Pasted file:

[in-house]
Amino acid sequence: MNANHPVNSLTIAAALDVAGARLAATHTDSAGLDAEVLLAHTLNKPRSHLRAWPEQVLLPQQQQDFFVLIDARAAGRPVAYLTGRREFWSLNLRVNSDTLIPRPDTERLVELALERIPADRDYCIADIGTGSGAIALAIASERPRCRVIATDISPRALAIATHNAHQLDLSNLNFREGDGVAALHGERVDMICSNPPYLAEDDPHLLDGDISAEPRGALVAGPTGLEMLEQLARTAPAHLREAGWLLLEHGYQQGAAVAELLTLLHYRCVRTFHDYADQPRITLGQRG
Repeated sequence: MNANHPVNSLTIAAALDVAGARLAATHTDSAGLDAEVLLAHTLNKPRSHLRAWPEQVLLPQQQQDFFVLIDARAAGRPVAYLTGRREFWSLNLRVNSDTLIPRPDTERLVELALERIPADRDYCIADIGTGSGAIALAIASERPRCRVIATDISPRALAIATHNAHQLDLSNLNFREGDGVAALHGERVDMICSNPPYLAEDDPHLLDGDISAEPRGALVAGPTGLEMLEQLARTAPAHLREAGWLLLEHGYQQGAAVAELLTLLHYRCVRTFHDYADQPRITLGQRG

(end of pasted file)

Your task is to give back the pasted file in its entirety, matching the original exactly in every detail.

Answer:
[in-house]
Amino acid sequence: MNANHPVNSLTIAAALDVAGARLAATHTDSAGLDAEVLLAHTLNKPRSHLRAWPEQVLLPQQQQDFFVLIDARAAGRPVAYLTGRREFWSLNLRVNSDTLIPRPDTERLVELALERIPADRDYCIADIGTGSGAIALAIASERPRCRVIATDISPRALAIATHNAHQLDLSNLNFREGDGVAALHGERVDMICSNPPYLAEDDPHLLDGDISAEPRGALVAGPTGLEMLEQLARTAPAHLREAGWLLLEHGYQQGAAVAELLTLLHYRCVRTFHDYADQPRITLGQRG
Repeated sequence: MNANHPVNSLTIAAALDVAGARLAATHTDSAGLDAEVLLAHTLNKPRSHLRAWPEQVLLPQQQQDFFVLIDARAAGRPVAYLTGRREFWSLNLRVNSDTLIPRPDTERLVELALERIPADRDYCIADIGTGSGAIALAIASERPRCRVIATDISPRALAIATHNAHQLDLSNLNFREGDGVAALHGERVDMICSNPPYLAEDDPHLLDGDISAEPRGALVAGPTGLEMLEQLARTAPAHLREAGWLLLEHGYQQGAAVAELLTLLHYRCVRTFHDYADQPRITLGQRG